Digital Behavior Change Interventions for Younger Children With Chronic Health Conditions: Systematic Review

Amberly Brigden*, Emma Anderson, Catherine Linney, Richard Morris, Roxanne Parslow, Teona Serafimova, Lucie Smith, Emily Briggs, Maria Loades, Esther Crawley

*Corresponding author for this work

Research output: Contribution to journalReview article (Academic Journal)

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Abstract

BACKGROUND: The prevalence of chronic health conditions in childhood is increasing, and behavioral interventions can support the management of these conditions. Compared with face-to-face treatment, the use of digital interventions may be more cost-effective, appealing, and accessible, but there has been inadequate attention to their use with younger populations (children aged 5-12 years).

OBJECTIVE: This systematic review aims to (1) identify effective digital interventions, (2) report the characteristics of promising interventions, and (3) describe the user's experience of the digital intervention.

METHODS: A total of 4 databases were searched (Excerpta Medica Database [EMBASE], PsycINFO, Medical Literature Analysis and Retrieval System Online [MEDLINE], and the Cochrane Library) between January 2014 and January 2019. The inclusion criteria for studies were as follows: (1) children aged between 5 and 12 years, (2) interventions for behavior change, (3) randomized controlled trials, (4) digital interventions, and (5) chronic health conditions. Two researchers independently double reviewed papers to assess eligibility, extract data, and assess quality.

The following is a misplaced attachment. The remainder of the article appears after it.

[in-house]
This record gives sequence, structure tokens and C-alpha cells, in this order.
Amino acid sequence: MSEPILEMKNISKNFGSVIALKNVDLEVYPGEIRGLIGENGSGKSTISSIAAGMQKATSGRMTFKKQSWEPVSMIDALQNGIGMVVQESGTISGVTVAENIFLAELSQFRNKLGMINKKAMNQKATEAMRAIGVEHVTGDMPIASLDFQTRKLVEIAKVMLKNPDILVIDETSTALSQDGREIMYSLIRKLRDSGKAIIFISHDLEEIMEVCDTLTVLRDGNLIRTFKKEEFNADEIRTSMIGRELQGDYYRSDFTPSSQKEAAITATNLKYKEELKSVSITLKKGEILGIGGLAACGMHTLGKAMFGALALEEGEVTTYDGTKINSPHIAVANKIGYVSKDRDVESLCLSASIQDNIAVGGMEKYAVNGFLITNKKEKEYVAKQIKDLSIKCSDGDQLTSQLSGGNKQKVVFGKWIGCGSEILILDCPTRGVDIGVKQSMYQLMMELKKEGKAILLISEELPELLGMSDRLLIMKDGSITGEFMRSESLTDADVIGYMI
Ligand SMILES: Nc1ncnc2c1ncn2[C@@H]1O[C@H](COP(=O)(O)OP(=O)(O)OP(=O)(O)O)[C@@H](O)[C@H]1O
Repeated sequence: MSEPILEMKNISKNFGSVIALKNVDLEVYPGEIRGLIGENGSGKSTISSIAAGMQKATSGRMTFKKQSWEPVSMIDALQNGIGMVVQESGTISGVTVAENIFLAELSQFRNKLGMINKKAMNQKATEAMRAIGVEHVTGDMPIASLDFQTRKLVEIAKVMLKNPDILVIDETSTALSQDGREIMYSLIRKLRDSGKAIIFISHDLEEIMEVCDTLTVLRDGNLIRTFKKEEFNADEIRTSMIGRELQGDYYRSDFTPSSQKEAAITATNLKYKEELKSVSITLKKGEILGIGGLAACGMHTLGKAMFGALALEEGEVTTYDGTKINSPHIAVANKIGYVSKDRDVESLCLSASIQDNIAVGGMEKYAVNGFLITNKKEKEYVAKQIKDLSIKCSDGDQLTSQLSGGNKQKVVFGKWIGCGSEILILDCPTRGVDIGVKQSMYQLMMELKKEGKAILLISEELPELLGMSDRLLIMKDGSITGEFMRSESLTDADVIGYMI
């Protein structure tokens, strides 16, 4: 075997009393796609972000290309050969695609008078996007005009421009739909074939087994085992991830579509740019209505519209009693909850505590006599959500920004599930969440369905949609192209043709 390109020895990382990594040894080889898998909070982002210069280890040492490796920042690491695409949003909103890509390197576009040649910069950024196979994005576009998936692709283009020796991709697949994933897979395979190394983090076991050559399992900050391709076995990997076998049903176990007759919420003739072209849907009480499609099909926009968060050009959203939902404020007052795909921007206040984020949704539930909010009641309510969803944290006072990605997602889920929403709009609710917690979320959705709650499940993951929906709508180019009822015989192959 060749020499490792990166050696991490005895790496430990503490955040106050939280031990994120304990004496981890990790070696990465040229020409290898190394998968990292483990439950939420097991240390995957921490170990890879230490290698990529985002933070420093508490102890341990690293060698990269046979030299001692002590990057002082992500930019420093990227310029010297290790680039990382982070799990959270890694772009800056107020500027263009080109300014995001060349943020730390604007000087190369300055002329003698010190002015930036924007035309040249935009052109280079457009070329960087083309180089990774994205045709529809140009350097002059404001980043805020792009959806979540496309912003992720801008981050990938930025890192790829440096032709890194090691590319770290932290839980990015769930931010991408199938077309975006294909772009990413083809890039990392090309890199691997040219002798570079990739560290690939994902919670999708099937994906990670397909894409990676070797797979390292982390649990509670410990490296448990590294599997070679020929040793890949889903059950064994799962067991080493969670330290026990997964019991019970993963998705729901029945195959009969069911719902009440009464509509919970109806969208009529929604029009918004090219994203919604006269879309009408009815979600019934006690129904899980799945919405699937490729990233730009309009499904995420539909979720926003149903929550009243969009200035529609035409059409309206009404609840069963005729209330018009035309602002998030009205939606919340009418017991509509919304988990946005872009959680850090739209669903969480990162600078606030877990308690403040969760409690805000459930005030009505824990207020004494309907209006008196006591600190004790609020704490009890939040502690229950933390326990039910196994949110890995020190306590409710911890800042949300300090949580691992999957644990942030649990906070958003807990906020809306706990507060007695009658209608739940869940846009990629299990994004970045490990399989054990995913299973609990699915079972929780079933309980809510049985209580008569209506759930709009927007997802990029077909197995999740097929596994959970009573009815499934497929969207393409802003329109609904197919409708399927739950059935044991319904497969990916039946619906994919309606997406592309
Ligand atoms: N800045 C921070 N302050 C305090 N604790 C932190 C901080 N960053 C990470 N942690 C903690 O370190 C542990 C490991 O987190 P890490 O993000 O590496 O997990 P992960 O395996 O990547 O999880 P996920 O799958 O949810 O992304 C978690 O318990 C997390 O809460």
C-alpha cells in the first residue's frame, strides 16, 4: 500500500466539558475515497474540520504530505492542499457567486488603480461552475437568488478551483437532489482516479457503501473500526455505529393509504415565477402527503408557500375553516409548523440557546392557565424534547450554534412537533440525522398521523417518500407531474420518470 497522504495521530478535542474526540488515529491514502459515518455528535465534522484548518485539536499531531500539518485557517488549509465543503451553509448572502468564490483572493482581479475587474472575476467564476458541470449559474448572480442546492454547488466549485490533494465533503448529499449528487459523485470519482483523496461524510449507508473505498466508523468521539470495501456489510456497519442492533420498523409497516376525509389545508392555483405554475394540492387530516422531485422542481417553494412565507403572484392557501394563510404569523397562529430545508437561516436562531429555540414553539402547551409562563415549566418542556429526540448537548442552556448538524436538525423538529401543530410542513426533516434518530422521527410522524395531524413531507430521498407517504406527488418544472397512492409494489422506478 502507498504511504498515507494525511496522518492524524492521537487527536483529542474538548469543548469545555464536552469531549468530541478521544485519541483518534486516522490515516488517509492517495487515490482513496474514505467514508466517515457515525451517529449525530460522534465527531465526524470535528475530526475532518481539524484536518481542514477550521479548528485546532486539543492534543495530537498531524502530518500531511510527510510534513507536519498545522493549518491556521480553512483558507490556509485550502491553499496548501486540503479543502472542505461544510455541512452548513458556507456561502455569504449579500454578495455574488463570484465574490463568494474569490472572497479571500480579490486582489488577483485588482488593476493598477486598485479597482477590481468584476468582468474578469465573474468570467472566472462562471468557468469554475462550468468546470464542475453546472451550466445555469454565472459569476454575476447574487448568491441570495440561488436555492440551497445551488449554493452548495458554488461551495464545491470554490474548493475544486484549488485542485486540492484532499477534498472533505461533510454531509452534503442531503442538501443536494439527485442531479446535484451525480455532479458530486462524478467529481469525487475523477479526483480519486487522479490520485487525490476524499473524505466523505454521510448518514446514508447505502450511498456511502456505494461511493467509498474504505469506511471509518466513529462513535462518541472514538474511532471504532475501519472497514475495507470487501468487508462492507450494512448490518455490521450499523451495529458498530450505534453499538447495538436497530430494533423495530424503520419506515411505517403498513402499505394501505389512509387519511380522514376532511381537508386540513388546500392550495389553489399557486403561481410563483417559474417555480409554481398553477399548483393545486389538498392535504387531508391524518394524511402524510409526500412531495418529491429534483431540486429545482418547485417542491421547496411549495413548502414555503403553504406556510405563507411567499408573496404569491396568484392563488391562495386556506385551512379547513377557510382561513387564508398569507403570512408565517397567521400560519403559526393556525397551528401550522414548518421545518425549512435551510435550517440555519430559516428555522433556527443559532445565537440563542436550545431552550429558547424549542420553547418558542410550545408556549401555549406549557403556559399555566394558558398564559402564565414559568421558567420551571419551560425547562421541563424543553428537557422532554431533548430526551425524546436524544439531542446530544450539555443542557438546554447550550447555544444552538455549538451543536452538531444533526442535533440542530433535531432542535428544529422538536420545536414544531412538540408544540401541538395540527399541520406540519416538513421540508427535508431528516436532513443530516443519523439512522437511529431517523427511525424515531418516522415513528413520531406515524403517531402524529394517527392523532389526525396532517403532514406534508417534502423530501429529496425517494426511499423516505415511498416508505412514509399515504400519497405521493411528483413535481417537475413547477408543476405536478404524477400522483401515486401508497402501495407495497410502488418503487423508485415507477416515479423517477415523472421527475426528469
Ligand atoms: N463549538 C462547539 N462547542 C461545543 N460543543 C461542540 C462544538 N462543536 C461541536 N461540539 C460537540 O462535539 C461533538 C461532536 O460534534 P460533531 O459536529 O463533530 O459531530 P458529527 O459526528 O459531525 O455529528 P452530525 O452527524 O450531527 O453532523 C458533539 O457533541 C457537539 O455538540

RESULTS: Searches run in the databases identified 2643 papers. We identified 17 eligible interventions. The most promising interventions (having a beneficial effect and low risk of bias) were 3 targeting overweight or obesity, using exergaming or social media, and 2 for anxiety, using web-based cognitive behavioral therapy (CBT). Characteristics of promising interventions included gaming features, therapist support, and parental involvement. Most were purely behavioral interventions (rather than CBT or third wave), typically using the behavior change techniques (BCTs) feedback and monitoring, shaping knowledge, repetition and substitution, and reward. Three papers included qualitative data on the user's experience. We developed the following themes: parental involvement, connection with a health professional is important for engagement, technological affordances and barriers, and child-centered design.

CONCLUSIONS: Of the 17 eligible interventions, digital interventions for anxiety and overweight or obesity had the greatest promise. Using qualitative methods during digital intervention development and evaluation may lead to more meaningful, usable, feasible, and engaging interventions, especially for this underresearched younger population. The following characteristics could be considered when developing digital interventions for younger children: involvement of parents, gaming features, additional therapist support, behavioral (rather than cognitive) approaches, and particular BCTs (feedback and monitoring, shaping knowledge, repetition and substitution, and reward). This review suggests a model for improving the conceptualization and reporting of behavioral interventions involving children and parents.

Original languageEnglish
Article numbere16924
Number of pages22
JournalJournal of Medical Internet Research
Volume22
Issue number7
DOIs
Publication statusPublished - 31 Jul 2020

Bibliographical note

©Amberly Brigden, Emma Anderson, Catherine Linney, Richard Morris, Roxanne Parslow, Teona Serafimova, Lucie Smith, Emily Briggs, Maria Loades, Esther Crawley. Originally published in the Journal of Medical Internet Research (http://www.jmir.org), 31.07.2020.

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